From the ancient sedimentary formations in the north through the overthrust belt in the southeast, Idaho's rocks are as interesting as rocks come. The authors know these rocks well through their years of research in Idaho, which led to their theory explaining the flood basalts of the Columbia Plateau and the hotspot track of the Snake River Plain as the results of a giant meteorite impact that happened about 17 million years ago.
That's not all that's changed in this reader-friendly new edition: 50 percent of the photographs are new; all the maps have been updated; and seven new road guides lead you on spectacular trips--including Colorado 65, which crosses over the Grand Mesa. Chronic and Williams break Colorado into four digestible geographic regions: the Plains, the Rockies, the Plateaus, and the San Juans. The authors also guide you through several national treasures, including Black Canyon of the Gunnison National Monument, Rocky Mountain National Park, Dinosaur National Monument, Great Sand Dunes National Monument, Mesa Verde National Park, and Florissant Fossil Beds National Monument.
Montana's geologic history includes a long succession of disturbances that changed the rocks, then changed many of them again. Unraveling these events reveals a geologically quiet continent that got scrambled in a long and grinding collision with the Pacific crustal plate. Through detailed geologic maps and lively text, Roadside Geology of Montana deciphers the complicated rock record and uncovers each layer of Big Sky Country.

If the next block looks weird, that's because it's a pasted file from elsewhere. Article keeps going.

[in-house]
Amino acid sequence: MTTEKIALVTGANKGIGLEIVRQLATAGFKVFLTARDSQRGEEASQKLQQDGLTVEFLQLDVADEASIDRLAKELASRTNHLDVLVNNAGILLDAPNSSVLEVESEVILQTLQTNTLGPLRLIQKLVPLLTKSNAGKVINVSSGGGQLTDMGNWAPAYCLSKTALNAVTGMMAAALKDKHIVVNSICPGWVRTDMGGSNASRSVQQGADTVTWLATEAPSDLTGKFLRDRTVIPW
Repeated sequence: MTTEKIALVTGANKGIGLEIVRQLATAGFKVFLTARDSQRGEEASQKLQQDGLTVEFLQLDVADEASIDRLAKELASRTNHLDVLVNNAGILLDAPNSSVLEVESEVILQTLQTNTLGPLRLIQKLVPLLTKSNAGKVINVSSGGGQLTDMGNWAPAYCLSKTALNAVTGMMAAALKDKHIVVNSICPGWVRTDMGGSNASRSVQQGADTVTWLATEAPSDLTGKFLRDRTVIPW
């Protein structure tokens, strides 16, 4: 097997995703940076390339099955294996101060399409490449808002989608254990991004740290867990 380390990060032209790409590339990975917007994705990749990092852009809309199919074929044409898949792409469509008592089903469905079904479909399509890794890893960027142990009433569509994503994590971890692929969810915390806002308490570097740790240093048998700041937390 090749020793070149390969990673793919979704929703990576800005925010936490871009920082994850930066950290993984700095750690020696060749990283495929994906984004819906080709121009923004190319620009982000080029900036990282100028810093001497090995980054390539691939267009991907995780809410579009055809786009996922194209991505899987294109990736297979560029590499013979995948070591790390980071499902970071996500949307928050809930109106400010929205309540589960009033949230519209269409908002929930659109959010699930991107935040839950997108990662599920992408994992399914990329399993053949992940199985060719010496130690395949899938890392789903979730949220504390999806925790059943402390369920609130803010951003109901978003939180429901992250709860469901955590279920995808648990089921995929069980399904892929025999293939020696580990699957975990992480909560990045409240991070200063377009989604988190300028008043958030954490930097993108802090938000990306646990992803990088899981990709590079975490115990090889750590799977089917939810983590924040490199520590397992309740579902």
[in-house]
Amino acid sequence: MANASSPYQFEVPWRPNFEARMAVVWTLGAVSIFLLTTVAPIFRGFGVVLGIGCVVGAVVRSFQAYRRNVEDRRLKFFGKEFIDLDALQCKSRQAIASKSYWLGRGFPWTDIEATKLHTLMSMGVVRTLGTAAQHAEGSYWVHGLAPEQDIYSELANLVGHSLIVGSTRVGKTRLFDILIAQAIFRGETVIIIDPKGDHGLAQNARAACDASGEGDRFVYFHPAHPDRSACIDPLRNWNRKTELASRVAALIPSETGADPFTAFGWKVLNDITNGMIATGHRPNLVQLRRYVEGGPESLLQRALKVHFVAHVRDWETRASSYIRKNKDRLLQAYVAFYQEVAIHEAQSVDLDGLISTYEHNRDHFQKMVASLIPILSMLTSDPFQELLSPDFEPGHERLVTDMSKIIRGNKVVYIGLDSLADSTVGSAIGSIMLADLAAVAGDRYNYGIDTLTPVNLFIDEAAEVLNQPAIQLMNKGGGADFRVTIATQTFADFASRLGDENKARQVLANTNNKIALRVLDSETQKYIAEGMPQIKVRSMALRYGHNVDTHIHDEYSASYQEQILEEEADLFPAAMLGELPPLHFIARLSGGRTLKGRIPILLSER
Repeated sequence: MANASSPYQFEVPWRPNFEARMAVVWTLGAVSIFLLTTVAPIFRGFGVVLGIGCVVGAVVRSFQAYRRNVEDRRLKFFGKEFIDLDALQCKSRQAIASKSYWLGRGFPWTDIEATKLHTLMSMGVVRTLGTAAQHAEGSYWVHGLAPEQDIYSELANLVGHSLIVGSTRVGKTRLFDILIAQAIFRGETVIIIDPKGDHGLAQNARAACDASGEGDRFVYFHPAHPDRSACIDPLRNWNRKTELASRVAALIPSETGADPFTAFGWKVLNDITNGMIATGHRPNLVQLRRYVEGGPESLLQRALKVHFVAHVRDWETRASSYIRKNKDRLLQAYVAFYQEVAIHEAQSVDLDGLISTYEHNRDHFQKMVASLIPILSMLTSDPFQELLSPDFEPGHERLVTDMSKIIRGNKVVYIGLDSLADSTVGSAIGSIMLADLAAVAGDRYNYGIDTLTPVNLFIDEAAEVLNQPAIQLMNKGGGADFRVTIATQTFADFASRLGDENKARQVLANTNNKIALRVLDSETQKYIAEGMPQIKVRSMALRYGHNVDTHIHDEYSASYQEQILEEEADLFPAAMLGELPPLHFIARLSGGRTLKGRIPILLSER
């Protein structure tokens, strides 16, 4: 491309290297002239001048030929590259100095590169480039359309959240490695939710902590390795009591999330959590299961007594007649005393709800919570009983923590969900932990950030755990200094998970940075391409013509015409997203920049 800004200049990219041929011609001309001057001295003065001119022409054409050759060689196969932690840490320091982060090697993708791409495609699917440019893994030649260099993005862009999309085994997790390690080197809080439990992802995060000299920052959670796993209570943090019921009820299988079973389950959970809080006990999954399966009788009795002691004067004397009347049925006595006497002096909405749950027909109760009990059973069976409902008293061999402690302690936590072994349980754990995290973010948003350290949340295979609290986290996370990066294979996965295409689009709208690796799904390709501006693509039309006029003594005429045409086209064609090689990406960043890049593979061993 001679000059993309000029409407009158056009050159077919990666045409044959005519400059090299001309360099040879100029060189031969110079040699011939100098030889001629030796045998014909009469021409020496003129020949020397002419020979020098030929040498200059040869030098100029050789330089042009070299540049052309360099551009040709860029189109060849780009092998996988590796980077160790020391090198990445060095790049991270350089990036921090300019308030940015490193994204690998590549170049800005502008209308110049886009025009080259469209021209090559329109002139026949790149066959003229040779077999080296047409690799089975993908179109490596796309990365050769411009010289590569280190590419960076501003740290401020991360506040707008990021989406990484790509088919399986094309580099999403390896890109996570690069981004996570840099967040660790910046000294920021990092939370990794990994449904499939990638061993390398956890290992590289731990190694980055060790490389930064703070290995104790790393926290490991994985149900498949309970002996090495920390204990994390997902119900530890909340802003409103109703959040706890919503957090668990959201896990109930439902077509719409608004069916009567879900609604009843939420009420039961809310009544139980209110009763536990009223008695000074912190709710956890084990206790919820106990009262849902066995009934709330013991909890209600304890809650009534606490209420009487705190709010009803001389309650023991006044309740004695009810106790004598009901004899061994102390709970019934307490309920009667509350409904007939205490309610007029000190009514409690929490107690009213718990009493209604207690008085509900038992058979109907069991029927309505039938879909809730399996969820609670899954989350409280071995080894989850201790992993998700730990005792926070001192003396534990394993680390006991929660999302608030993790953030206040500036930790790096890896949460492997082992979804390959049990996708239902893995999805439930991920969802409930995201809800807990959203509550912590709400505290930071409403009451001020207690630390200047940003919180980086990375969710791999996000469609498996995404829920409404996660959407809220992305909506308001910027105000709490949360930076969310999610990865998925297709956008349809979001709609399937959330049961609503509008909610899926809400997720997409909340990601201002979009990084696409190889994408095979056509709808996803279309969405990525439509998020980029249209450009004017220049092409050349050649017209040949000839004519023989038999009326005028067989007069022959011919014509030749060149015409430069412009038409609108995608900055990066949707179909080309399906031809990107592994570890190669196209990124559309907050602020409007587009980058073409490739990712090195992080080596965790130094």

More than one third of New Mexico is public land holding huge amounts of mineralogical treasure. Find unusual mineral displays, fossils, jasper, agate, petrified wood, and more obsidian than one rockhound could collect in a lifetime. The array and quality of material found in New Mexico are almost mind boggling.
The Rockhound's Guide to New Mexico describes 75 of the state's best rockhounding sites, covering the popular and commercial sites as well as numerous little-known areas.
This handy guide describes where and how to collect specimens, includes maps and directions to each site, and provides recommendations for accommodations, camping, and other special attractions. The Rockhound's Guide to New Mexico offers a complete introduction to the many-faceted hobby and is an outstanding guide and sourcebook.
This packet contains 5 maps (17 1/2 X 23) printed on both sides. The maps divide the state into four sections and show the location of 63 gems in addition to gold and silver. The maps featured were chosen due to their clarity. This package is a must for both the serious or the part time rock hound.
Map locates deposits of actinolite, agate, amazonite, amethyst, anthophylite, apatite, arsenopyrite, azurite, barite, beryl, broznite, calcite, cassiterite, cerussite, chert, chalcopyrite, chryscolla, corundum, diopside, enargite, epidote, flourite, fossil, garnet, geodes, hematite, meminorphite, heulandite, heubnerite, jasper, kyanite, limonite, magnetite, malachite, muscovite, olivine, opal, orthoclase, parisite, petrified wood, psilomelane, pyrite, pyrolusite, pyrrhotite, quartz, rhodochrosite, rhyolite, sapphire, selenite, serpentine, scheelite, spinel, staurolite, stibbnite, titanite, topaz, vesuvianite, wulfenite, and zeolite.
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